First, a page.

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Accessible God

January 6, 2019 Speaker: Eric Naus Series: Stand-Alone Messages

Passage: Hebrews 10:19–10:25

Community Group Questions: Hebrews 10:19-25 "Accessible God"

Printing Instructions: To print these discussion questions for use in your Community Group or other study, first highlight the text, then right click and select "print" from the dropdown menu that appears.

  1. With the turning of each new year, God graciously gives us the opportunity to look forward with fresh goals and resolutions. What “new year’s resolutions” have you made for 2019?  Do you find the process helpful?  Why or why not?
  2. Read Hebrews 10:19-25 aloud as a group. If the author of Hebrews were giving us a set of resolutions for 2019 from this passage, what would they be?  How do these kinds of resolutions compare with the kinds we normally make in our lives?
  3. Verses 19-21 explain why, as sinful people redeemed by Christ, we are now able to approach God confidently in worship, prayer, and relationship. In what ways does Jesus Christ, in his person and work, fulfill the Old Testament institutions of Tabernacle, High Priest, and Sacrifice?  How did Jesus “open the way” for those who believe?
  4. In light of our great access to God in Christ, verse 22 tells us to spiritually “draw near” to God. What things in your Christian life often keep you from drawing near to God?  (Busyness? Guilt?  Shame? Etc.)  How does Jesus help us overcome those barriers?
  5. In your life, what spiritual disciplines or habits do you hope to practice in 2019 that will help you draw near to God on a regular basis? Share ideas with the group about what has worked for you.  How do you hope to change and grow in these habits this coming year?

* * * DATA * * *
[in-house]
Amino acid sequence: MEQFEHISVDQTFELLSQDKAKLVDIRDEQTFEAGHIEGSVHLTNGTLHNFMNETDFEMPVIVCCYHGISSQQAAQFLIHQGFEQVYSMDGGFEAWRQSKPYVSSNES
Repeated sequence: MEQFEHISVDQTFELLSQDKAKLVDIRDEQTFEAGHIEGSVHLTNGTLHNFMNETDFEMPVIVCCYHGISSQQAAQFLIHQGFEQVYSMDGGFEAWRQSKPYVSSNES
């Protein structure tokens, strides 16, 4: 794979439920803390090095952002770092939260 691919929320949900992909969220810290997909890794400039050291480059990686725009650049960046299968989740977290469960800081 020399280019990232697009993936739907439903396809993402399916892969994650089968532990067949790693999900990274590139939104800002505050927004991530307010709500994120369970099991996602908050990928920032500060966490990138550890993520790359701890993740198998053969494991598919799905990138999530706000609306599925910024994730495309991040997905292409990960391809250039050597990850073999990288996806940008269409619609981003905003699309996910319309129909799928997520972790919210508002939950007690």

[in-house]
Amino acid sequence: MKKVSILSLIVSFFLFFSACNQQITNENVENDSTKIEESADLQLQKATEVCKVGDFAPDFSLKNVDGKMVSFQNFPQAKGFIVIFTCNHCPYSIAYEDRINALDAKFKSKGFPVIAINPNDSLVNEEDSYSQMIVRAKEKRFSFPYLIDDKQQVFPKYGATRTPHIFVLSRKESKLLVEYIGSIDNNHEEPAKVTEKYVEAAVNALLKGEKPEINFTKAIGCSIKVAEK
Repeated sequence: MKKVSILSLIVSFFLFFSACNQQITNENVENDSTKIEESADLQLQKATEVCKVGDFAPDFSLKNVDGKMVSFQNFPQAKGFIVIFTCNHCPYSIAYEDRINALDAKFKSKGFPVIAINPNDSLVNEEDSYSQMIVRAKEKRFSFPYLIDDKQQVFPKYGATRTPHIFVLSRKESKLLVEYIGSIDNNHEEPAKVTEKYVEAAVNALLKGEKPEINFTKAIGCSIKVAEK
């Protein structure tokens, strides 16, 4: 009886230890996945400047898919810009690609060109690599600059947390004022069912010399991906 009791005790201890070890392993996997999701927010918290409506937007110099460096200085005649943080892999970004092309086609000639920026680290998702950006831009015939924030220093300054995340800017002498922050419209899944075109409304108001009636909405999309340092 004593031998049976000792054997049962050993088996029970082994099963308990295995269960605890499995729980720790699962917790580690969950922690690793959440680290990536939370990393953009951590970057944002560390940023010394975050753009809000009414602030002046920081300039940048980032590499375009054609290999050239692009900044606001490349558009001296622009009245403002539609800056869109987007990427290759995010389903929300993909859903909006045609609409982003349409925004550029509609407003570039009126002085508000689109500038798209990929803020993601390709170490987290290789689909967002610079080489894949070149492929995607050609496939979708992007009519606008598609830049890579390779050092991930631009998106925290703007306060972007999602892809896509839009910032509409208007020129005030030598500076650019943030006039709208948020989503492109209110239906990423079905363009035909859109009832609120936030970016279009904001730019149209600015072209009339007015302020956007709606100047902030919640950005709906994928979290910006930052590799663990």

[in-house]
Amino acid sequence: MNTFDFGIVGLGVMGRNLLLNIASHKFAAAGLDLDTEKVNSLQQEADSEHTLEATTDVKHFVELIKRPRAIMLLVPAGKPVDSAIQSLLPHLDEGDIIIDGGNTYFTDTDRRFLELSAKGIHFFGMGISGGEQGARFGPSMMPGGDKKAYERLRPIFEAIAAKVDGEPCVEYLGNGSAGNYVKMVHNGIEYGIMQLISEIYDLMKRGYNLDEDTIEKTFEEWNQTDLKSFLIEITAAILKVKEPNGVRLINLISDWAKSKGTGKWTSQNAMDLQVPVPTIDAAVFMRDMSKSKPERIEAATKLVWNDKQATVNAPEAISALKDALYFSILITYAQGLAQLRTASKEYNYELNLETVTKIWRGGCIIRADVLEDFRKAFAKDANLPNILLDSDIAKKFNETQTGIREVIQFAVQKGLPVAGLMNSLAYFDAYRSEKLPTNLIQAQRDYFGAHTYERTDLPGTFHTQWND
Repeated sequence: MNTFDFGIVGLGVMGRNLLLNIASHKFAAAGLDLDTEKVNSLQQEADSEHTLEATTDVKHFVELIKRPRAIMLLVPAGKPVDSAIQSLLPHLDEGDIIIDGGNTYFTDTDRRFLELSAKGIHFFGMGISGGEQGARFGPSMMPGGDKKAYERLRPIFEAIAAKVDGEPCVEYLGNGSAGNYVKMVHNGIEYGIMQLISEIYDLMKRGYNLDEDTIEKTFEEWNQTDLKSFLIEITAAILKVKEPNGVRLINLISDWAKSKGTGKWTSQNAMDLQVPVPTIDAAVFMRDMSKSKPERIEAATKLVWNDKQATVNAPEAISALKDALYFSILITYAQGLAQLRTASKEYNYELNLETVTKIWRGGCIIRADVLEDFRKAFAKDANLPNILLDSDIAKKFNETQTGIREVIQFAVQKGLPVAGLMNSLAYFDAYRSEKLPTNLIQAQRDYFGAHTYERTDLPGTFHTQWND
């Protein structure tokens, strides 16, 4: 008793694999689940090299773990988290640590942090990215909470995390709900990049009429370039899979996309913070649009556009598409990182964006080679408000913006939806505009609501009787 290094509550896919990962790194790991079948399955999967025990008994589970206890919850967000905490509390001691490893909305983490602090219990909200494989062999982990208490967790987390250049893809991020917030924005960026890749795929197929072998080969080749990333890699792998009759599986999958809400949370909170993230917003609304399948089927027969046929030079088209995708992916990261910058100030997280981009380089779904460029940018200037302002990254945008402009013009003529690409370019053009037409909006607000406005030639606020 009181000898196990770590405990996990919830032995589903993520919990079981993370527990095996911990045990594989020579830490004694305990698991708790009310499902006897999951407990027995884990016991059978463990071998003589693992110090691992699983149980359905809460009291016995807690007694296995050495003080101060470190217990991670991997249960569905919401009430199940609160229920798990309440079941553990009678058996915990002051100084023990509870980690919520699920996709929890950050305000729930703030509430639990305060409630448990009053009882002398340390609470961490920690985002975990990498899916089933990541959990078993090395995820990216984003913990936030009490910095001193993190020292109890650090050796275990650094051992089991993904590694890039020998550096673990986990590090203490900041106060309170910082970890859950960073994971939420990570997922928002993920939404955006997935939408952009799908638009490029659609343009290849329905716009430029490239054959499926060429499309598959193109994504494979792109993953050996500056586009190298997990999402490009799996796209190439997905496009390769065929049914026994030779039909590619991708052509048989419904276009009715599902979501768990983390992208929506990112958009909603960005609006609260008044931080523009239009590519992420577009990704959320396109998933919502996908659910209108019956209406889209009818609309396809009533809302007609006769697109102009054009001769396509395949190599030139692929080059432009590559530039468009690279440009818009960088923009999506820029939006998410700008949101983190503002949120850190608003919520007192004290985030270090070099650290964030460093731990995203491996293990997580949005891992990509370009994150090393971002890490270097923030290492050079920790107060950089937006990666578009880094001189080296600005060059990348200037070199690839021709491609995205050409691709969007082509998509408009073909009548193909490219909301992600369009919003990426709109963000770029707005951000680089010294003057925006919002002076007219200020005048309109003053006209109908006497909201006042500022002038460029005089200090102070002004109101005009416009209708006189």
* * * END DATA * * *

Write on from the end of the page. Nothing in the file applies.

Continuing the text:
6. In verse 23, we’re told to “hold fast the confession of our hope without wavering.” The word “confession” refers to the content of what Christians believe and confess about the nature of God, the salvation found in Jesus, and the sure hope of Christ’s return.  Some of the original recipients of this letter were tempted to “waver” from their confession, and to turn away from the Christian community because of persecution from the broader culture.  What forms of ridicule and persecution will we likely face as Christians this coming year?  The verse says, “he who promised is faithful.”  How does God’s promise that Jesus will be our high priest forever (see Psalm 110:4) give us strength to hold fast no matter what we face?
  7. Verses 24-25 urge us not to neglect our regular meetings as a church, but to come together to “stir up one another to love and good works,” and to, “encourage one another.” One major function of Christian gatherings is mutual edification.  If you are being honest, do you treat church more as something you “attend” or something you “participate” in as a vital contributor?  As you look ahead to 2019, what tangible things can you personally do each time the church gathers to “stir up others” toward Christ?  In what ways can you better allow others to stir you up when we gather?  What can our church family, as a whole, do to better carry out this vision of participatory worship?
  8. How does the Christian worship gathering itself stir up the members who come? In other words, when you come together with other Christians to sing, pray, read, preach, and give, how does this reinforce the faith of others around you?  In light of this, what are the best reasons to make corporate worship a priority in our lives in 2019? 

Prayer suggestion: Pray for our church.  Pray that together we would draw near, hold fast, and stir each other up.  Pray for one another in our personal goals, that we would draw near to God through regular spiritual habits this coming year.

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